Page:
The biggest news in diamond land is still April’s audacious heist of a Hatton Garden safety deposit company and the theft of up to 70 boxes worth of diamonds. Police by now have a suspect, and parallels between the robbery and the plot of a novel by Michael Connelly are even being noted. What we’d like to draw attention to is something the criminals may not have considered when planning the heist — something that could seriously impede their ability to monetise the loot. Deflation.
You can sign up to receive the email here Russia lifted its self-imposed ban on selling an advanced air-defence systems to Iran, irking world powers thrashing out ways to limit the nuclear programme in the country. The decree, banning delivery of the S-300 system to the Islamic Republic in September 2009, had been imposed under intense diplomatic pressure from the US and Israel. (FT) The move comes at a sensitive point in the negotiations over the nuclear programme, with the White House attempting to sell a framework agreement with Tehran to a highly sceptical US Congress. Secretary of State John Kerry raised the matter in a phone call with the Russian foreign minister, Sergey Lavrov, the White House said. (BBC)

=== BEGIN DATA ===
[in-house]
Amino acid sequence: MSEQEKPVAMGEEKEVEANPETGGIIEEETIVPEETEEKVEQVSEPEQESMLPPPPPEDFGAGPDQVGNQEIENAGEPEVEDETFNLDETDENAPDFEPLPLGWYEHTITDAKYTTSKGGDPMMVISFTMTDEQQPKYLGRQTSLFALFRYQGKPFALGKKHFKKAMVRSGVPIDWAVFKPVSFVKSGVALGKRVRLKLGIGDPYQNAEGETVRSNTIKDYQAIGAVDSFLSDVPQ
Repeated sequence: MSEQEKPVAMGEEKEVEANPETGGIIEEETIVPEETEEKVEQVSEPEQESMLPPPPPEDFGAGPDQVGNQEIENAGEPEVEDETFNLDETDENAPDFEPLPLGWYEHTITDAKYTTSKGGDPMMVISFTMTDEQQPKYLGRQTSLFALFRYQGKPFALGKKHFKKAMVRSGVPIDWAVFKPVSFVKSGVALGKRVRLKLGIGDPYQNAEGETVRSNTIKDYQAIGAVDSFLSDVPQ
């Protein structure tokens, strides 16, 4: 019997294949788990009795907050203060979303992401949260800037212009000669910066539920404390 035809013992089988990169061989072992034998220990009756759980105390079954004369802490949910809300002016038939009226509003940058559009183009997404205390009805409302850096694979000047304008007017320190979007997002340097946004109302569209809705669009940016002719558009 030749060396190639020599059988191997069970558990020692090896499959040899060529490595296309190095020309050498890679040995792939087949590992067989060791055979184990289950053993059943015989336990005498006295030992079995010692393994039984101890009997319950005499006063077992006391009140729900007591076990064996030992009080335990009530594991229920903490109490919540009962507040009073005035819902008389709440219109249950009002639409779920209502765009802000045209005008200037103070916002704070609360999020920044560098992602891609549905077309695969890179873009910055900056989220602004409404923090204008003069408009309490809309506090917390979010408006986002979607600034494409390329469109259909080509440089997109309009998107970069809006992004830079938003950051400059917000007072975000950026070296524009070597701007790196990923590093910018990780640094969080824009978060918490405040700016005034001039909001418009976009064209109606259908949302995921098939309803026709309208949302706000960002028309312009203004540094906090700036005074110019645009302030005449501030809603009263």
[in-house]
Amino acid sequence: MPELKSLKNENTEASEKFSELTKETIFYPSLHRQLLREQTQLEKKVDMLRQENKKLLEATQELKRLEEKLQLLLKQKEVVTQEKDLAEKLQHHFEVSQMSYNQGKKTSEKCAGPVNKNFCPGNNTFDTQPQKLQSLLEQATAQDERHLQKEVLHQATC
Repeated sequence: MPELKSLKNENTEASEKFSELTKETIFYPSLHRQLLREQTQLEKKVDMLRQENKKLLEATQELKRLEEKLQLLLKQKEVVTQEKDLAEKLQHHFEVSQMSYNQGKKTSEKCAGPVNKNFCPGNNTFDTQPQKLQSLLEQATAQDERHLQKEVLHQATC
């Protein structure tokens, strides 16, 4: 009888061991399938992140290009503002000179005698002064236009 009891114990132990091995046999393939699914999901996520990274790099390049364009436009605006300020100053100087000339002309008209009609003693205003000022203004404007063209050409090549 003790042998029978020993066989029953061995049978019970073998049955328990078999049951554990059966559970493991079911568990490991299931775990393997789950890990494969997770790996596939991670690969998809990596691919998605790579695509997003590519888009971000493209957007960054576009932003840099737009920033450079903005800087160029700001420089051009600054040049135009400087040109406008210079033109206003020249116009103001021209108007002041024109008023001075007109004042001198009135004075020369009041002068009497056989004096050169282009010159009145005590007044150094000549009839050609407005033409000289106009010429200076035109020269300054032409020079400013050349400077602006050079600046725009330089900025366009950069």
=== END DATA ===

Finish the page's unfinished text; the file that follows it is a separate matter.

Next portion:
FF Group is the Greek listed seller of jewellery, watches and accessories behind the Folli Follie chain of stores you may have browsed in departure zones of the world’s better airports. It also owns the Links of London brand, sells plenty of sparkly goods in Asia, has grown sales at a brisk pace, and was largely untroubled by the disruption to Hong Kong shopping caused by democracy protests last year. A few aspects of the business are curious, however. For all the sales and profits, it has generated little cash. Trade receivables, the accounting line for cash to be collected in relation to sales made, are on the high side. And the auditor for the largest subsidiary of a listed company worth almost €2bn, where most of those receivables are found, is a small Hong Kong accounting firm.